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Jayhawks look for vengeance
LAWRENCE, Kan. -- Trudging away a loser while victorious fans whoop and holler and tear the goalposts down is bad enough.
What Missouri did was worse -- much worse according to Kansas.
To the disbelief of the defeated Jayhawks, victorious Missouri players actually jumped onto the crossbars and helped bring them to the ground at the of end of their 36-12 triumph last October in Columbia.
"I remember thinking, 'Why?'" Kansas safety Tony Stubbs said. "It was like they won the Big 12 championship."
The Jayhawks are not likely to forget the sight. But in case any had, their coaches taped a picture to everyone's locker stall this week of those Tiger players hopping onto the crossbars.
Kansas (3-1) may be a 10-point underdog to No. 23 Missouri (4-0). But the Jayhawks will not lack desire today in the first Missouri-Kansas match in many years that might actually have bowl implications.
"That's big-time motivation for us," Stubbs said.
The winner will take a giant step toward a possible six victories and what would be a very rewarding postseason bid for a team struggling to get back on its feet. Missouri, in its third year under Gary Pinkel, is led by sophomore quarterback Brad Smith, one of the best in the country.
Although Pinkel had no ties to Missouri until he was hired, he cannot help but notice all the rubber Jayhawks nailed to doors and tied to car bumpers all over Columbia.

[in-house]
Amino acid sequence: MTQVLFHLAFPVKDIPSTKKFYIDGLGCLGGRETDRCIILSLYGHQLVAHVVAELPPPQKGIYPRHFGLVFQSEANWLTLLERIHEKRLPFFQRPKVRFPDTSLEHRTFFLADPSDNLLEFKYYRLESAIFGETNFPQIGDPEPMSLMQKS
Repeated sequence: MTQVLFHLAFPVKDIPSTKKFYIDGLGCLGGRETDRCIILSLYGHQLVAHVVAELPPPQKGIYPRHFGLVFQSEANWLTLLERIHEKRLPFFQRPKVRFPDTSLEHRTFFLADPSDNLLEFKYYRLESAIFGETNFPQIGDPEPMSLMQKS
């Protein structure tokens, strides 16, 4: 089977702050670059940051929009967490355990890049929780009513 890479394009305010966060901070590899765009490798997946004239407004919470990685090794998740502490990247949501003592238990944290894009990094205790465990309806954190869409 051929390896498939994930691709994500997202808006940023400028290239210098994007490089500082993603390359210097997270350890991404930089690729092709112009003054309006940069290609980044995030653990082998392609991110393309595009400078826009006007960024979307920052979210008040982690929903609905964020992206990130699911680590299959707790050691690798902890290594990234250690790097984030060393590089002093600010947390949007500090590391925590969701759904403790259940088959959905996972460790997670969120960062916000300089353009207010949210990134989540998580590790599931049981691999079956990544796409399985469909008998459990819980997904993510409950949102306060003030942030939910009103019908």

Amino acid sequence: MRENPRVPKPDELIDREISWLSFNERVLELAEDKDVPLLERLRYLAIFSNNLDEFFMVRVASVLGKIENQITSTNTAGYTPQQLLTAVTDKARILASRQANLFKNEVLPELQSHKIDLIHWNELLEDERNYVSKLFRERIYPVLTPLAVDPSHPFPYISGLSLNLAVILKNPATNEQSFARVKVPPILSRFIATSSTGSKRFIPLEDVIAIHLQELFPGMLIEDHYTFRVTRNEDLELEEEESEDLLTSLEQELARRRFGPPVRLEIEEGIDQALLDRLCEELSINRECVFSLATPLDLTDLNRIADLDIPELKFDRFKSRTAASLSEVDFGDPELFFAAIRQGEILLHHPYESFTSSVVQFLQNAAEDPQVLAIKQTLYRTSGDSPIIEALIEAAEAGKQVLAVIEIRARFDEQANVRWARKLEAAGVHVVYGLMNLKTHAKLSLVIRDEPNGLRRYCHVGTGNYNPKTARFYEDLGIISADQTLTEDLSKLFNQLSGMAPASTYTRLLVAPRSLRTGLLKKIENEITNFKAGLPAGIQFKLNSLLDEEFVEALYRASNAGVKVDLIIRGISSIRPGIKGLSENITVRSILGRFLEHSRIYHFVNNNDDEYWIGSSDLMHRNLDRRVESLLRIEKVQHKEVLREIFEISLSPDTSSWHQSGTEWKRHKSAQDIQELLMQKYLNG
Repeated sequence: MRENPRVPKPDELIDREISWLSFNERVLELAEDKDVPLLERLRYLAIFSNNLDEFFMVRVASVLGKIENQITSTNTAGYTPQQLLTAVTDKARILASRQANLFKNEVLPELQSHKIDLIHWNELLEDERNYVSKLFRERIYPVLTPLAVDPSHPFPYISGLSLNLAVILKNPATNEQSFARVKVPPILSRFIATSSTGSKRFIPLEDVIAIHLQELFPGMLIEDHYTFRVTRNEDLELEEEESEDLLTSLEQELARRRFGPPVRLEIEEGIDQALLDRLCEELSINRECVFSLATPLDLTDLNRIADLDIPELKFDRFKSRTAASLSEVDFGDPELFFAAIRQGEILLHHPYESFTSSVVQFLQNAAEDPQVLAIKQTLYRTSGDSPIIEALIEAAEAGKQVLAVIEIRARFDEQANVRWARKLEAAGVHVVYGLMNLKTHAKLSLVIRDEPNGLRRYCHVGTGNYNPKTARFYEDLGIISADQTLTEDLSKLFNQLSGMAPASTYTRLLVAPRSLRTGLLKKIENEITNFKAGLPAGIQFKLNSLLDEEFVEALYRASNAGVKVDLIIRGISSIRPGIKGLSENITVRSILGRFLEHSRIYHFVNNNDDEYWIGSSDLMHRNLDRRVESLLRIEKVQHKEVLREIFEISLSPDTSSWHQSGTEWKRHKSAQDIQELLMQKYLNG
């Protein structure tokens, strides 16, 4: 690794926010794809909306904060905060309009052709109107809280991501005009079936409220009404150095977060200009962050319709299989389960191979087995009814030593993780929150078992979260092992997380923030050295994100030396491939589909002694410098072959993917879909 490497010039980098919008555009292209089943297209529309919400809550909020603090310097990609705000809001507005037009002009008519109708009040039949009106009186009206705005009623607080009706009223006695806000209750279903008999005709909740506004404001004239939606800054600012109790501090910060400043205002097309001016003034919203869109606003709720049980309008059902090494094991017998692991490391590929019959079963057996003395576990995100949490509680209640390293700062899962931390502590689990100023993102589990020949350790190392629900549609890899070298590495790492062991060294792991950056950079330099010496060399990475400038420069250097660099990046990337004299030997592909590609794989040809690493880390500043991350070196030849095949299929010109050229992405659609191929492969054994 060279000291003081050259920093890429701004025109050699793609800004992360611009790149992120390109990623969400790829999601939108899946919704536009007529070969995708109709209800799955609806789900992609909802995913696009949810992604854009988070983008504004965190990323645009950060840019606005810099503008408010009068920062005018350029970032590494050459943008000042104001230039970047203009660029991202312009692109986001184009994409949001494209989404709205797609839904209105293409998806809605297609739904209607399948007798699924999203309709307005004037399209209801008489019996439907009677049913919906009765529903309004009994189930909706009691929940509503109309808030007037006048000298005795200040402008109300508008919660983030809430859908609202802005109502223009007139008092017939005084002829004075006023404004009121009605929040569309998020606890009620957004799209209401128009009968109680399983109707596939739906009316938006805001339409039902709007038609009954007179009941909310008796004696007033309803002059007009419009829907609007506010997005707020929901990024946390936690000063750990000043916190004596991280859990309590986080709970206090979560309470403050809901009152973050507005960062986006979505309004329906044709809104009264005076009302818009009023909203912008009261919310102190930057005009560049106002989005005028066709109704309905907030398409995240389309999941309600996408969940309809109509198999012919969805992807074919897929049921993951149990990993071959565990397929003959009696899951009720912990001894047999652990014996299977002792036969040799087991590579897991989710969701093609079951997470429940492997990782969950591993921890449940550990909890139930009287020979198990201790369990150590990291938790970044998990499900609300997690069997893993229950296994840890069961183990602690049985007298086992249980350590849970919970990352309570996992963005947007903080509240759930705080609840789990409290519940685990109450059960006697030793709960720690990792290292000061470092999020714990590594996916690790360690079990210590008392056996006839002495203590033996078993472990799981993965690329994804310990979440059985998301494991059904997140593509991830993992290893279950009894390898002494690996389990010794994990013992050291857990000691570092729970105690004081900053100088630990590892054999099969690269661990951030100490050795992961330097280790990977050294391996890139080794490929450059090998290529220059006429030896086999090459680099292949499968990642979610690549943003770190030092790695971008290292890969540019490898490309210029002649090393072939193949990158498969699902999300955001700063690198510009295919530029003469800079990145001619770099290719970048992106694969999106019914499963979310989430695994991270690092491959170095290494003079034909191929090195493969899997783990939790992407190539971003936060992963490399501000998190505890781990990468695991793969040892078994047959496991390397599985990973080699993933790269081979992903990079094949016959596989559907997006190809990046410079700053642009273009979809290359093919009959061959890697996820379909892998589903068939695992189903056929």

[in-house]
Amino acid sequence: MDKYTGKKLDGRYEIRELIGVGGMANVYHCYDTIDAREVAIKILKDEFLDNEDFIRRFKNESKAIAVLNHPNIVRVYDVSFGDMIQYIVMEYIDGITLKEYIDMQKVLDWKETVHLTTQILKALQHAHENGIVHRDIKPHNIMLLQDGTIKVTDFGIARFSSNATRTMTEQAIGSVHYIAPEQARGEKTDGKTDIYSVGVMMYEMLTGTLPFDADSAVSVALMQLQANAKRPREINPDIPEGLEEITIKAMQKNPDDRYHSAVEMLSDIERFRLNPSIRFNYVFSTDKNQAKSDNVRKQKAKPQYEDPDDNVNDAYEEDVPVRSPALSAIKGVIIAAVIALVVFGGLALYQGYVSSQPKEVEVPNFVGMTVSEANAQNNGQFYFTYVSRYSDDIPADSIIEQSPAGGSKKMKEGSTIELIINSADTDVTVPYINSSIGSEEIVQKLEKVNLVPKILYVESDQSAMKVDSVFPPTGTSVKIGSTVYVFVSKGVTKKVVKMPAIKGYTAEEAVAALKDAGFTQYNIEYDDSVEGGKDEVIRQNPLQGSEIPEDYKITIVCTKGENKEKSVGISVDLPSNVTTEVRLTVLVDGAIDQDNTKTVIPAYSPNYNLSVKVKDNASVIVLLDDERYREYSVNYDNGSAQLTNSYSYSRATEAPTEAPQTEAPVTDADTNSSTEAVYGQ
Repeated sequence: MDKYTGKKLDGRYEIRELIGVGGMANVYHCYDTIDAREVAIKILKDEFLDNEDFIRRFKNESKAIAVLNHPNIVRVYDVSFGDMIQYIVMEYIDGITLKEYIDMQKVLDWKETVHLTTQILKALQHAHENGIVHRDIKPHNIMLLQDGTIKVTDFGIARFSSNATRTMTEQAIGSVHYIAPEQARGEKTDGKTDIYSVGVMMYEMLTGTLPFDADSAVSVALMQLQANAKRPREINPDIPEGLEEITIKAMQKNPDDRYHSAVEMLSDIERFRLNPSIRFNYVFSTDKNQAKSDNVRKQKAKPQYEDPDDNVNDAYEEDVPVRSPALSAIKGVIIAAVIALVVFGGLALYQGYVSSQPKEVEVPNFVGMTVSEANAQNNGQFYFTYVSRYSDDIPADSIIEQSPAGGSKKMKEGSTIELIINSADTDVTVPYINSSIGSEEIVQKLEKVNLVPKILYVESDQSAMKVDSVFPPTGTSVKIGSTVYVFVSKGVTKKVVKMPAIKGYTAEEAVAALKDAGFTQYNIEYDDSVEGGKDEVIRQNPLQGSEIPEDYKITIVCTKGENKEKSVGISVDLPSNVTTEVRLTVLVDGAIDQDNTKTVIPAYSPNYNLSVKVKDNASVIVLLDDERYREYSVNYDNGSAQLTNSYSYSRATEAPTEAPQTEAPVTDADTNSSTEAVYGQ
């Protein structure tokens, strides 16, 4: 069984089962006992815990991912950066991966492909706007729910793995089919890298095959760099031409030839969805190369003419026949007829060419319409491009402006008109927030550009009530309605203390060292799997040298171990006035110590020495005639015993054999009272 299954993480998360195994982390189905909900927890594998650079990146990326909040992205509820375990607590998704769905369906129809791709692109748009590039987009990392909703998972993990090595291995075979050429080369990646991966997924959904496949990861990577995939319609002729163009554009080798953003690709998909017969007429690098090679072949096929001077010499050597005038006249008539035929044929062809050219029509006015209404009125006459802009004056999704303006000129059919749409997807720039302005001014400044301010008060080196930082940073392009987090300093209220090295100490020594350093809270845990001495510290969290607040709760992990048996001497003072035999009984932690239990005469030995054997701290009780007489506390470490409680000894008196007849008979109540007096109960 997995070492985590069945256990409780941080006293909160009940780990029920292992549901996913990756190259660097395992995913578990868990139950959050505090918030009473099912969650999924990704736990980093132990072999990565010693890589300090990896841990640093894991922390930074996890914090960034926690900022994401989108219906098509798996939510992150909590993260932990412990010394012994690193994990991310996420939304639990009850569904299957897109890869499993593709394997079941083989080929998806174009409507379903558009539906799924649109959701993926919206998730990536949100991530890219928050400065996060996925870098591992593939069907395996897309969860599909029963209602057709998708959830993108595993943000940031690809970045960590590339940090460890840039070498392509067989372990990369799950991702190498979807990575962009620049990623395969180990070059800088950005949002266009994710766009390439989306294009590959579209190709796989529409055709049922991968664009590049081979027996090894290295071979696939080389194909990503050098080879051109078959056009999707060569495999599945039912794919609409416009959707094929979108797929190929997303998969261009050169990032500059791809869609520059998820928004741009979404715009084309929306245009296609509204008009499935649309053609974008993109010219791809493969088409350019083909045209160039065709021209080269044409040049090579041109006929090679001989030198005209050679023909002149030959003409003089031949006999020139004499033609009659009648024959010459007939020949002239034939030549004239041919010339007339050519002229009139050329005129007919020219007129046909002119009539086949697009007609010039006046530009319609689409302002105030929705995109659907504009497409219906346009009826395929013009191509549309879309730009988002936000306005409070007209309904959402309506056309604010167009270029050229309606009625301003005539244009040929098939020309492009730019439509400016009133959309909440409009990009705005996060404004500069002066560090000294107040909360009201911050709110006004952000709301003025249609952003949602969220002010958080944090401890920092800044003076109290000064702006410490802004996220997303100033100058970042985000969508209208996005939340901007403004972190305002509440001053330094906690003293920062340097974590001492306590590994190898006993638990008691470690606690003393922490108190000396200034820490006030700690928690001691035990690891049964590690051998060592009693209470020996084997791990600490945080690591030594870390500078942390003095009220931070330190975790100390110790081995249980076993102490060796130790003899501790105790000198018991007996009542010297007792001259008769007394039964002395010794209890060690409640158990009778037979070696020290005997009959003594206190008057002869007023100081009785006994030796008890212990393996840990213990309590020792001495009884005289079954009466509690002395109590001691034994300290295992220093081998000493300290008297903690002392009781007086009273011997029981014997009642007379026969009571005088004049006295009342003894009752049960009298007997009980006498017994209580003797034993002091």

"When I got here," said Pinkel. "the first 50 people I met said, 'How are you doing? Beat Kansas.'"
Kansas has appeared to make giant strides in its second year with Mark Mangino at the helm. Led by senior quarterback Bill Whittemore and an offensive line that's nearly completely rebuilt, the Jayhawks will be looking for their first four-game win streak since 1995.
While doing everything possible to make sure his players are fired up, Mangino has tried to strike a different pose with the public.
"For us, it's an important game because it's a Big 12 game," he said. "It's the next game, and it's important for us to make progress. We want to improve and we want to get better against Big 12 competition. That's our aim."
They first played this game in 1891 and quickly dubbed it "the Border War" because it harkened back to violent clashes during the Civil War between Missourians, who were sympathizers of the Confederacy, and free state Kansans sympathetic to the Union cause.
If Kansas players think Tiger players tearing down their own goalposts was the worst atrocity Missouri ever visited upon the Sunflower State, they need a quick refresher course in area history.
During the tumultuous Civil War period, Missouri raiders came riding into Lawrence one day looting and burning and almost destroying the place.
The two sides are so quarrelsome, they can't even agree on the all-time series record. Kansas lists a dead heat at 51-51-9.
Not true, says Missouri. The Tigers claim a victory in 1960 when Kansas had to forfeit its win after the NCAA declared the Jayhawks had used an ineligible player. According to Missouri, the Tigers lead 52-50-9.
Regardless of history, the game could be a shootout.
Kansas' offense ranks fourth in the nation, averaging a shade under 500 yards a game. Missouri ranks ninth in the Big 12 in total defense, one spot above the Jayhawks.
"This is the most excited I've seen this team since I've been here," Kansas linebacker Banks Floodman said. "People are running around. Players are even excited before practice."